The Nelson A. Rockefeller Center for Public Policy and the Social Sciences

DLAB Leadership With Others

17W DLAB

The third session of D-LAB on January 30, 2017 was titled “Leadership With Others.” Photo by Faith Rotich.

17W DLAB

DLAB student facilitators, Margaret Cross and Tara Burchmore, listen to participants' feedback about the bridge activity. Photo by Faith Rotich.

17W DLAB

Participants reflect on how their values may be seen by others within different social and academic contexts. Photo by Faith Rotich.

17W DLAB

The group discussed the quote by Jim Rohn, “You are the average of the five people you spend the most time with.” Photo by Faith Rotich.

17W DLAB

D-LAB participants discussed real-world scenarios where values came into conflict with a group. Photo by Faith Rotich.

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The third session of D-LAB on January 30, 2017 was titled “Leadership With Others.” This session shifted from focusing on individual’s values to how these values interact with the surrounding communities. Prior to this session, participants had close friends select the five values they thought best described them. The session began with participants discussing in pairs whether the values their friends chose matched the values participants chose for themselves. This conversation allowed participants to reflect on how their values may be seen by others within different social and academic contexts.

The group then came together as a whole to discuss the quote by Jim Rohn, “You are the average of the five people you spend the most time with.” Specifically, our group talked about how this quote was more applicable in high school, when one’s family was the people one spent the most time with; however, in college, the five people one spends the most time with may be incredibly different individuals from a variety of places on campus.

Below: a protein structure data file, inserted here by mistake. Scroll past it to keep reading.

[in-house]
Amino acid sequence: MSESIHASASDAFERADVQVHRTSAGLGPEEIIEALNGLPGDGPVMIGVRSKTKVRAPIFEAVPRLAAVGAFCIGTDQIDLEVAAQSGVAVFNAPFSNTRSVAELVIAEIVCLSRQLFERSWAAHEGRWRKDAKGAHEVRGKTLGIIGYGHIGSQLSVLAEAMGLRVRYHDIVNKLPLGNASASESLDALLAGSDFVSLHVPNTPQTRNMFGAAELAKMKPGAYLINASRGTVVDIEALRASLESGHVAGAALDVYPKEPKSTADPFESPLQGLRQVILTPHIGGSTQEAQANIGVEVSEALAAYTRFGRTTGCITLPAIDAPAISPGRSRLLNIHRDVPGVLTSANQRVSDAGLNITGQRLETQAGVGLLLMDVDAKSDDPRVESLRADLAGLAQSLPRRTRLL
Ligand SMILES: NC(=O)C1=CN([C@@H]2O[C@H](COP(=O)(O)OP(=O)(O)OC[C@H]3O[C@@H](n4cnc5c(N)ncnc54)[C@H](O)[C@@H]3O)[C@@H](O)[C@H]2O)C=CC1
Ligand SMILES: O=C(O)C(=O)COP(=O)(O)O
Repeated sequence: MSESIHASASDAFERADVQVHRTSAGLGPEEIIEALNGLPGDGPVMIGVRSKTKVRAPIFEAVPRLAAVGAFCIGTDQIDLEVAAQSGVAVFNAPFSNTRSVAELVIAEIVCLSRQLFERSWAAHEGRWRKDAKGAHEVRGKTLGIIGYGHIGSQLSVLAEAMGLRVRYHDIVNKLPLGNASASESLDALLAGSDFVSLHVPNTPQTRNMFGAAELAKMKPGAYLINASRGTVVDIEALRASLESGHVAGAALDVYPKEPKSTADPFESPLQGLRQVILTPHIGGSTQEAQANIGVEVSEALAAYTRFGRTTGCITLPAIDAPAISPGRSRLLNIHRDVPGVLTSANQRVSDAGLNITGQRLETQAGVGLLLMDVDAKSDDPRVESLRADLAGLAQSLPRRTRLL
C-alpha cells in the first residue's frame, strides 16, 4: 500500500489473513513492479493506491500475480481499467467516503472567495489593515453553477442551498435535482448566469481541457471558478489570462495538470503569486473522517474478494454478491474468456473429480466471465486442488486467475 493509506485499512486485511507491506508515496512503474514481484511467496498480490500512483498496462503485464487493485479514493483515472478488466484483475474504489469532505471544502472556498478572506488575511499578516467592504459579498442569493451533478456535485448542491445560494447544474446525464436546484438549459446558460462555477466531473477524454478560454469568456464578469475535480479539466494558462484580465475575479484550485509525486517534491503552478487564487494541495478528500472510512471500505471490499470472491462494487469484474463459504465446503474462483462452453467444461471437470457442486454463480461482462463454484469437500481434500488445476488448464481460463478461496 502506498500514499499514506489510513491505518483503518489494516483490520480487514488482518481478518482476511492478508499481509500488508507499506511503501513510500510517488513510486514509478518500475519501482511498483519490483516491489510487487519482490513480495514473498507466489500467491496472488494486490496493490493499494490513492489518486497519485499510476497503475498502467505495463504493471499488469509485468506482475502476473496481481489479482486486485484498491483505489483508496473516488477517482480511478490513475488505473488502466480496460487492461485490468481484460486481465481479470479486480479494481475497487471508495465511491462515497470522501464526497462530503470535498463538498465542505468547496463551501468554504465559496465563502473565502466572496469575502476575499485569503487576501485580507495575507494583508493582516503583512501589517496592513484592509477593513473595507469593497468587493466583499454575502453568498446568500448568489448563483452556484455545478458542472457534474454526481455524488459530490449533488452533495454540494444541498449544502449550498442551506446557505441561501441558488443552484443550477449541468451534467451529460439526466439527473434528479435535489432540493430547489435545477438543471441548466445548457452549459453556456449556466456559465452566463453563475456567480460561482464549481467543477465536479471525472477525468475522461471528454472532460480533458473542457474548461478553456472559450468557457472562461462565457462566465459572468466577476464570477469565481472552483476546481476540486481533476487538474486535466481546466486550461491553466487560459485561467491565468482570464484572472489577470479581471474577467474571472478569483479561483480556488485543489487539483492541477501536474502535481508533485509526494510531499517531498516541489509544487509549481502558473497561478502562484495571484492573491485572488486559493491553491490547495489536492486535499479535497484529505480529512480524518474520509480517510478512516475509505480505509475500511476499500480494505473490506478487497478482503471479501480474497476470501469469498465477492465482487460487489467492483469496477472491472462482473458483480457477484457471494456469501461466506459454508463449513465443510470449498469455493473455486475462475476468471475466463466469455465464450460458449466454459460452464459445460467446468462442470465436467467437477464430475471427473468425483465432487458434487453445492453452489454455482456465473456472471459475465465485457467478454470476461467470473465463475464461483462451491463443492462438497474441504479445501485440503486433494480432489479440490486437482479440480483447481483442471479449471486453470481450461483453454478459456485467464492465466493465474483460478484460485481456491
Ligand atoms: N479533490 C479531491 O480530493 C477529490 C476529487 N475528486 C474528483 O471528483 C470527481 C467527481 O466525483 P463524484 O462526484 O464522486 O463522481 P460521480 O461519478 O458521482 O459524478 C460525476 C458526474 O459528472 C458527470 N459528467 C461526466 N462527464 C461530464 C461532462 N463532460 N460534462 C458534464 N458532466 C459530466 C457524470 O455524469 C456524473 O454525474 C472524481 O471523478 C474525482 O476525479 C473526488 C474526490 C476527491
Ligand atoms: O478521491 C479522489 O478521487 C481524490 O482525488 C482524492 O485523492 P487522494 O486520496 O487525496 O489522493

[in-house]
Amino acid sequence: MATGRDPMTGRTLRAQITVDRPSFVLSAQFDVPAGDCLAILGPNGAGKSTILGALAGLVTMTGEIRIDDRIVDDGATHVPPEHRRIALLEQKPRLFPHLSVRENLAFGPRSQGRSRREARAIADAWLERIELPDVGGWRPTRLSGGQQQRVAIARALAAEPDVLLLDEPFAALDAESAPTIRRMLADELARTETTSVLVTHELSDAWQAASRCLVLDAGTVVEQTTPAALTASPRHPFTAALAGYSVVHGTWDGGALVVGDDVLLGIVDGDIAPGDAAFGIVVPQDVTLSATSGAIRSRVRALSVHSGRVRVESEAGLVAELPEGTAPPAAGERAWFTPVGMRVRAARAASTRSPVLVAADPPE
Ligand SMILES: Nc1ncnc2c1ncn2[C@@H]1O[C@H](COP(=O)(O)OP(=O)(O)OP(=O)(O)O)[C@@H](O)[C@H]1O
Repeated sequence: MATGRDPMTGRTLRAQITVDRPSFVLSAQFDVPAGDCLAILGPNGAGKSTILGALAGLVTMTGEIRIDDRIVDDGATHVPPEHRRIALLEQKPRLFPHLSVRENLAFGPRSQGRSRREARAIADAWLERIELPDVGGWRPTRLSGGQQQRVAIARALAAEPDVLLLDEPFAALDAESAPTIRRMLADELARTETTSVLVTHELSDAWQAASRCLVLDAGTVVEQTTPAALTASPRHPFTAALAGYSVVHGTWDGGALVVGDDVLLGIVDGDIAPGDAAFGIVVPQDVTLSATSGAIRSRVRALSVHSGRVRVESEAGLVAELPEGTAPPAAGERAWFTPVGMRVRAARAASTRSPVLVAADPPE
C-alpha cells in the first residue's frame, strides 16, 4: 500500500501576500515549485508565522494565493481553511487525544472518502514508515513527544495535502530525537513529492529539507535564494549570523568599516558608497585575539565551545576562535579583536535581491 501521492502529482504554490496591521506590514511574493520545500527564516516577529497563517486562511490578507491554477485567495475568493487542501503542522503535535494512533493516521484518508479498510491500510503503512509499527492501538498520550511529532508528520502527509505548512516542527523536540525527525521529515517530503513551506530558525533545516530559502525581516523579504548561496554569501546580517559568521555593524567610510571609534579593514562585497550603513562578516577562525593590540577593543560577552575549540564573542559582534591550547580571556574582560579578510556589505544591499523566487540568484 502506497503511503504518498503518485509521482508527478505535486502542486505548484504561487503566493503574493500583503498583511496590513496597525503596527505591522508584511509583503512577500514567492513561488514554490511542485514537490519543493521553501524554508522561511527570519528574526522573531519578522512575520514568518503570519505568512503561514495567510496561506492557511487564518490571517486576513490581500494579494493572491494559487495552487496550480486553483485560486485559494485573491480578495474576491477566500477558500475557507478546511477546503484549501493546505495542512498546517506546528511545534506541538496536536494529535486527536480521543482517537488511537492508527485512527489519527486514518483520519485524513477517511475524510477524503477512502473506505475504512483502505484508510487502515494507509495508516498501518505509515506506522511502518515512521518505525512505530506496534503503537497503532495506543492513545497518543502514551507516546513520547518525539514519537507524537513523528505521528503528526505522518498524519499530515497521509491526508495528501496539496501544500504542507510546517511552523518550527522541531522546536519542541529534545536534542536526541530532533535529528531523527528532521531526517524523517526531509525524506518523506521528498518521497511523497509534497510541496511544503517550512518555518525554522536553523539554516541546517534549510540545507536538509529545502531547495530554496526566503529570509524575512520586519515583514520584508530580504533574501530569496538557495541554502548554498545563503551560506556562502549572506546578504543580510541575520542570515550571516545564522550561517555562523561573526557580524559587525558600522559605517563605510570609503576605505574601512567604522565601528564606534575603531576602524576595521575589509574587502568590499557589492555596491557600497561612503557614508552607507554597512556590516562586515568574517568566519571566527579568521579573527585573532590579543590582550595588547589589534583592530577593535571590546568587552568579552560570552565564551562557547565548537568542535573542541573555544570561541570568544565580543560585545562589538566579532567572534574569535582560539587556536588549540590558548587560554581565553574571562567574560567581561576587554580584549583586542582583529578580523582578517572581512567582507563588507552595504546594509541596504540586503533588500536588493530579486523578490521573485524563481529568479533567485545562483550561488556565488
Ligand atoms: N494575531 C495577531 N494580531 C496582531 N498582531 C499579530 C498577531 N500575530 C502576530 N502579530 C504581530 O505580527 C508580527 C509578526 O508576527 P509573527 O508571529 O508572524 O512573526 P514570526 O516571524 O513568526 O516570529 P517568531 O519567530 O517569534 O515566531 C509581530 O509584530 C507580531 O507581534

Following this, participants discussed real-world scenarios where values came into conflict with a group. For example, participants discussed what they would do if a member of a friend group was making derogatory comments about women, and how to best address that situation. Participants reflected on how “intent” versus “impact” play a role in such conversations. For example, when someone does something that unintentionally hurts you, they want you to understand their “intent” differed from their “impact;” however, you want them to understand the magnitude of their “impact.”

The transition from individual values to values of a community will continue in this week’s bridge activity. Participants will reflect on what they believe are the top 5-10 values of the Dartmouth Community.

Written by Sarah Han '17, D-LAB Student Facilitator

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